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Practitioners Cheer IRS Guidance on Minimum Distribution Waiver

The IRS served up a list of answers — and some perks — for taxpayers in its latest guidance on the coronavirus relief package provision waiving required minimum distributions (RMDs) for 2020.

Notice 2020–51, 2020-29 IRB 1, released June 23, provides that a taxpayer who received an RMD at the start of this year can roll over that distribution into another eligible retirement plan. It also extends the deadline for making those rollovers to the later of 60 days after a distribution is received, or August 31.

“Without this relief, some taxpayers could have been disadvantaged for acting promptly in taking their RMDs,” Carol T. McClarnon of Eversheds Sutherland (US) LLP told Tax Notes.

The Coronavirus Aid, Relief, and Economic Security (CARES) Act (P.L. 116-136) allows taxpayers to waive RMDs in 2020 from a defined contribution retirement plan.

Christopher J. Denicolo of Gassman, Crotty & Denicolo PA explained that what the IRS seems to have done is “try to be taxpayer-friendly and not hurt the folks who have taken RMDs earlier in the year.”

“The people who were trying to do the right thing and saying, ‘You know, I want to get my RMDs done, let’s take them in January’ — they were kind of getting the short end of the stick when the CARES Act came out,” Denicolo said.

When the CARES Act was enacted in mid-March, it allowed taxpayers up to 60 days to make eligible rollovers, but taxpayers who took RMDs in January or early February appeared to be outside the time window for that benefit, Denicolo explained. The new notice, however, makes clear that the IRS intends to apply that benefit to taxpayers who received distributions as early as the start of the year.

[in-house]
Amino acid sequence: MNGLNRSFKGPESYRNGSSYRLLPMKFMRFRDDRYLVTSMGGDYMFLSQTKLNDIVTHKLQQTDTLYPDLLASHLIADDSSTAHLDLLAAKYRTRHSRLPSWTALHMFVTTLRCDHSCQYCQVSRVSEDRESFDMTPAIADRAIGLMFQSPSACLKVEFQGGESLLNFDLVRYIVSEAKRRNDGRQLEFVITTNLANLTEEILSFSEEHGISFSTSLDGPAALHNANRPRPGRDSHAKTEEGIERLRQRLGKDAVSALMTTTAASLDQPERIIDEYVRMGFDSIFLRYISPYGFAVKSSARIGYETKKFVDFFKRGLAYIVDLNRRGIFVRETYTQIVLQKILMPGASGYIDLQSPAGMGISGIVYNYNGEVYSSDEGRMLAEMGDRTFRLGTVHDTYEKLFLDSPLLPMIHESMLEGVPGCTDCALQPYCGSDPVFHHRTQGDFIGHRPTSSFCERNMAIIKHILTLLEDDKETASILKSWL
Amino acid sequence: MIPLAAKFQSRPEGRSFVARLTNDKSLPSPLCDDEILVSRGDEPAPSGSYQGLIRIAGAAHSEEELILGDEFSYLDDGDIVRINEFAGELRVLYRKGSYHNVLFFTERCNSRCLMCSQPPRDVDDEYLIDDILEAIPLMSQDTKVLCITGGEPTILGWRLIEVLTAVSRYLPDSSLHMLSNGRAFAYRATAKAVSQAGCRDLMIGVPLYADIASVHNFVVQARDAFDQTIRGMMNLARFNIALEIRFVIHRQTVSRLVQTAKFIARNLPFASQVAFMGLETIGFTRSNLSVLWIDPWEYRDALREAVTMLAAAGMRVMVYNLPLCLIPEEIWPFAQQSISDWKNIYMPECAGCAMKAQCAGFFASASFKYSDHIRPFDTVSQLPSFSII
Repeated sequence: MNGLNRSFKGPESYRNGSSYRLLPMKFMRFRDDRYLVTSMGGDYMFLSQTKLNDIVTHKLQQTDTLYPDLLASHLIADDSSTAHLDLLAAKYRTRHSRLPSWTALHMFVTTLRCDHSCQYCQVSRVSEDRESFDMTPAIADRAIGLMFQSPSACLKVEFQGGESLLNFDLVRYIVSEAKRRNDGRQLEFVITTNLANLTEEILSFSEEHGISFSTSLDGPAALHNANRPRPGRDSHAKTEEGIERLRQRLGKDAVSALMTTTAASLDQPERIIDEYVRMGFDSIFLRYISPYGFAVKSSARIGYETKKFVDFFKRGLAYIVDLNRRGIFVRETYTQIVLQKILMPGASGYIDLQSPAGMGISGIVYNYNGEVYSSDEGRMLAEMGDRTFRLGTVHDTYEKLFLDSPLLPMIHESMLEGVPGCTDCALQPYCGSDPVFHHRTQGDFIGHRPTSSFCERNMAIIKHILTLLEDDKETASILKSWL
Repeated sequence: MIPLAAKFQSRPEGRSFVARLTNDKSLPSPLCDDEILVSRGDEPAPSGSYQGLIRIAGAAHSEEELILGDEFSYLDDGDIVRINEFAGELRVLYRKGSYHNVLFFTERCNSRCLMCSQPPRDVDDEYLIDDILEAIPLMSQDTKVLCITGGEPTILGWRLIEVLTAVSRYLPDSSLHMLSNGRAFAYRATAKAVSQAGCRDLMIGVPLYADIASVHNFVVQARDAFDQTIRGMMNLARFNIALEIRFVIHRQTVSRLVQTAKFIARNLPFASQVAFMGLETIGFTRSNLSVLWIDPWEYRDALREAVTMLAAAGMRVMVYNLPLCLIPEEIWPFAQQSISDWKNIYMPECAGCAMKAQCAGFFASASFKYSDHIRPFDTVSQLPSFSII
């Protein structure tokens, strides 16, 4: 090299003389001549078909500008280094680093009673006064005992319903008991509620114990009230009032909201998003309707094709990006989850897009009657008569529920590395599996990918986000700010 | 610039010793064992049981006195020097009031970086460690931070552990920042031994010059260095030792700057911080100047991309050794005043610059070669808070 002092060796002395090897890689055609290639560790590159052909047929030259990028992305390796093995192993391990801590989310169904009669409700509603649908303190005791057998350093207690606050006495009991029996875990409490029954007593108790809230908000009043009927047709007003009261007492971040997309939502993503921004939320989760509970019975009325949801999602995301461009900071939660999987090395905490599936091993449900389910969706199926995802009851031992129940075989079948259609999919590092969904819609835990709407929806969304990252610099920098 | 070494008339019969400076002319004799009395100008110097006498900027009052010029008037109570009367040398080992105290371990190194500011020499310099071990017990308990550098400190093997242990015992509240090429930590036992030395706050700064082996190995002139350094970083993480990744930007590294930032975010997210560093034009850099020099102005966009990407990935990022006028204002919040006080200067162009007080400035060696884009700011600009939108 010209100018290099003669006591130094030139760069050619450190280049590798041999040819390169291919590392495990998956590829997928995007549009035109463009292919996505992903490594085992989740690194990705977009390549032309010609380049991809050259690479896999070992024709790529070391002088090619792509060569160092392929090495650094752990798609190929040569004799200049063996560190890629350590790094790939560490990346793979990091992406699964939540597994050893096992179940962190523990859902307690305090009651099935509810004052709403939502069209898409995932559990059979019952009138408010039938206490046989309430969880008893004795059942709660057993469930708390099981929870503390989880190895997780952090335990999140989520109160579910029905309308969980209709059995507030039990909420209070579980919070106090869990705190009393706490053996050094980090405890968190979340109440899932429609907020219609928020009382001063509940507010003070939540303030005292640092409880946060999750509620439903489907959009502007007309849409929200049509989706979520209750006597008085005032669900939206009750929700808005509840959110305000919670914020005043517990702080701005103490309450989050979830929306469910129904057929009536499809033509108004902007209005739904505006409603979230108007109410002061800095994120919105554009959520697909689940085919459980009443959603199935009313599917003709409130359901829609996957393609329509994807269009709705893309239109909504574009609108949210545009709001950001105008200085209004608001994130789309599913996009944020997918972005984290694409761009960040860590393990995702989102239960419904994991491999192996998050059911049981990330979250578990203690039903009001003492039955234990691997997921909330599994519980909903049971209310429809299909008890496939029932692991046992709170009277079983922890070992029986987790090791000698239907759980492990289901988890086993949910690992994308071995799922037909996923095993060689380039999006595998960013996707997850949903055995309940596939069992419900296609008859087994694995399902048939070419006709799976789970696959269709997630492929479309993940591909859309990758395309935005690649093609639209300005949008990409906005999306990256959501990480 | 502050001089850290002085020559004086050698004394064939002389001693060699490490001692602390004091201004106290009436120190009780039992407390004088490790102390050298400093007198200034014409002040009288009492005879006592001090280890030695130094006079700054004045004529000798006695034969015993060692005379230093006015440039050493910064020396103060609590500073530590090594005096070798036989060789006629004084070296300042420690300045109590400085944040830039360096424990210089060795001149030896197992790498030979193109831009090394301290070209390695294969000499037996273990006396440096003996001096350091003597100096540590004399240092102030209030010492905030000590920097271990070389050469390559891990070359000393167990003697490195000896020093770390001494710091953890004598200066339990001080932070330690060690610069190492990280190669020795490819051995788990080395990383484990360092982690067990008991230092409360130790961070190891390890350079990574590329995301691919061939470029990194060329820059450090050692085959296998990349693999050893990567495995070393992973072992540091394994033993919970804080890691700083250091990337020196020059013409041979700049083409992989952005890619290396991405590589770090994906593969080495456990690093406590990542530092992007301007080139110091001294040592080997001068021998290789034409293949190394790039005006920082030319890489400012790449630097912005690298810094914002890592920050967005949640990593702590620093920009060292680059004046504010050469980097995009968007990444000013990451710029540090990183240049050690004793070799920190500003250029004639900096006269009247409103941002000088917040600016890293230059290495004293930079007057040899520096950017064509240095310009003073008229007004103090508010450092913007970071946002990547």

That rollover deadline extension to the beginning of the year will be welcomed by IRA sponsors and retirement plan administrators because it gives them a clear sense of the time frame for the waiver of the 60-day rollover period, according to McClarnon. “The provider or administrator is relieved from having to examine each waiver request on a case-by-case basis to determine whether it can fit into one of the broader general waiver categories,” she explained.

The IRS also lifted the one-rollover-per-year limit as well as the restriction on rollovers for inherited IRAs. The notice further includes sample plan amendment language for employers that give plan participants and beneficiaries whose RMDs are waived a choice over whether to receive the waived RMDs.

The notice should be well-received by practitioners, according to Elizabeth Thomas Dold of Groom Law Group, who noted that it offers guidance on several key areas that had concerned practitioners.

In addition to the extended rollover period, the notice provides relief for reporting and withholding mistakes in RMDs made in 2020 as a result of the Setting Every Community Up for Retirement Enhancement Act, and provides answers to over a dozen common questions.

“Well done, IRS!” Dold added.

Written by Jonathan Curry

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